Amir … RichardYoung@ … Sarah & Simon … TheJohnsons@ …
What’s in a name?
It sounds like a small thing, but don’t underestimate what your email name and address say about you. An email is often your first point of contact in your job exploration, be it for a networking connection or a recruitment application. In the same way as recent research* has found that you’re less likely to appear hirable to recruiters if you have a funny or informal email address, using a family, joint or husband’s mail name/address can affect how people see you. Your electronic identity risks labeling you as a mum or wife, with all the accompanying stereotypes, rather than the giving credible professional image you want to convey.
There is also something symbolic about setting up a personal email address for your back-to-work communications. If you’re at home looking after your family, it’s easy to lose sight of yourself while you’re caring for others and being someone’s mum/daughter. This is one simple way to start regaining your own independent identity.
How to create a professional email identity
- If you only have a family or joint email, set up a personal one – it’s a 5 minute task using a provider such as hotmail or google mail.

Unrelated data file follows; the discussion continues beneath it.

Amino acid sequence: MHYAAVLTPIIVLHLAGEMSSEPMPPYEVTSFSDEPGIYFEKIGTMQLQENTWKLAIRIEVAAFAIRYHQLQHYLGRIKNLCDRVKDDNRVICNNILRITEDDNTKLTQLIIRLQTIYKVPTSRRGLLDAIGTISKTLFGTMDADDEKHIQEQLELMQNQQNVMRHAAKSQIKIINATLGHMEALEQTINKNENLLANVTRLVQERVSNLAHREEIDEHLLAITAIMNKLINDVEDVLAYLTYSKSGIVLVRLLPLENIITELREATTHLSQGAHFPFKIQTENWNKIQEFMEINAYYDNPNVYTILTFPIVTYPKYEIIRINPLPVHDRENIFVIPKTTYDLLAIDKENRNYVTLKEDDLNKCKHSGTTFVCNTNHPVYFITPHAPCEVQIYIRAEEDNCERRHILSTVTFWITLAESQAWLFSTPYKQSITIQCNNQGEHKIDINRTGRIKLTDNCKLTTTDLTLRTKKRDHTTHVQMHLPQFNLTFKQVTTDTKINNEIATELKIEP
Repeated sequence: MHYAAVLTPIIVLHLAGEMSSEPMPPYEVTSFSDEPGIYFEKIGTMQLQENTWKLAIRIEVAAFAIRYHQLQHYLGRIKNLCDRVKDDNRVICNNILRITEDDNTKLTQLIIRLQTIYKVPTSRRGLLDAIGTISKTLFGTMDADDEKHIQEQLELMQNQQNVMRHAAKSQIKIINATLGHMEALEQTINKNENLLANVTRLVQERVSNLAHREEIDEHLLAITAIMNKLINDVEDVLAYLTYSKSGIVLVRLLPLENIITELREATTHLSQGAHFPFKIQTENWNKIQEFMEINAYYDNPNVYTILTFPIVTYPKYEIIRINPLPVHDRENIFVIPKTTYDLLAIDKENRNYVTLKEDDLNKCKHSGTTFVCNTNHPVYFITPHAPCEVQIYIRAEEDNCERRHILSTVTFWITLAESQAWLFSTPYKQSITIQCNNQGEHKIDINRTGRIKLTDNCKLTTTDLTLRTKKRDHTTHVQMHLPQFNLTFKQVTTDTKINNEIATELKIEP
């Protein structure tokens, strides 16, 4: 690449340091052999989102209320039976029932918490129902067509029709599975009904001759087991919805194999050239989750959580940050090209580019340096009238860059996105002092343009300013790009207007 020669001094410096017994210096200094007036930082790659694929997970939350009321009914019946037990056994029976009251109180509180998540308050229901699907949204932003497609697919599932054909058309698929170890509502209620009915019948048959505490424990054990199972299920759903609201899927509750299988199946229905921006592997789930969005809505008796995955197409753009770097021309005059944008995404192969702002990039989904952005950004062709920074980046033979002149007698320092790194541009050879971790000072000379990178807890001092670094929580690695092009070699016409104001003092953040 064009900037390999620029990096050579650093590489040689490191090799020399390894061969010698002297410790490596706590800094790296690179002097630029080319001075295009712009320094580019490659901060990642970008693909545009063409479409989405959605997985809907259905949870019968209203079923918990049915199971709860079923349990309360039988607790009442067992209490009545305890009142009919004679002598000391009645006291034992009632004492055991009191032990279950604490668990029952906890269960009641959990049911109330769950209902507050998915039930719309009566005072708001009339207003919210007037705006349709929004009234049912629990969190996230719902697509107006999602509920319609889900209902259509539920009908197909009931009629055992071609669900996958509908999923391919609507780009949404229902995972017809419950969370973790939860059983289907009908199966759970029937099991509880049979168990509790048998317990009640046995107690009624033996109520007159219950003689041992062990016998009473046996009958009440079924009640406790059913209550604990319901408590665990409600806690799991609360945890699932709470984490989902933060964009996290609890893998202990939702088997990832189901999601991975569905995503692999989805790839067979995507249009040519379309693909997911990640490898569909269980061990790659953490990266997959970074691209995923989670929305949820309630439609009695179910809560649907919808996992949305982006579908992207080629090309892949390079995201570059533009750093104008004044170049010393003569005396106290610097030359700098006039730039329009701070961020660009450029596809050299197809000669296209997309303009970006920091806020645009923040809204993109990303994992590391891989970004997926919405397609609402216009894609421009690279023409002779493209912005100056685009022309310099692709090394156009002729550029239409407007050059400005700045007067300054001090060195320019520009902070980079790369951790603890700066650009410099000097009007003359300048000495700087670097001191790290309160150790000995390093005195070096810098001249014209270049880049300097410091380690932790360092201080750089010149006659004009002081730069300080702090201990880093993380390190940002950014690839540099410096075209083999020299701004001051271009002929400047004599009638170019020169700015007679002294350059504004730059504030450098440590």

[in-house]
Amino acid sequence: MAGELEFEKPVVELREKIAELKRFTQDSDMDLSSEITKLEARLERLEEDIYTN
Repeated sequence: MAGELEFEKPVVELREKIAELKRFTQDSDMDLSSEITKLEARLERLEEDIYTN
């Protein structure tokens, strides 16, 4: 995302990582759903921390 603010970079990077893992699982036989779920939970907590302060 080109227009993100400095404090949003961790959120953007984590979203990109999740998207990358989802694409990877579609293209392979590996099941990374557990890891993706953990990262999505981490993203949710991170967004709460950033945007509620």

- Make sure that your work email address is a formal one, ideally some variation on your full name (eg. email@example.com).
- Use the name you’ll be using for work and on your CV. Be consistent – don’t make your email your family name if you’ll be using your maiden name.
- Whether it’s a new or an existing address, check how your email name appears when it’s received. You can see this by sending a test email. Make sure it’s your full name that comes up & if not change the user name in your email settings.
- And, of course, make sure you add the new address to Outlook, your phone and anywhere else you monitor emails so you can easily monitor and promptly reply to all your work-related emails.
Posted by Julianne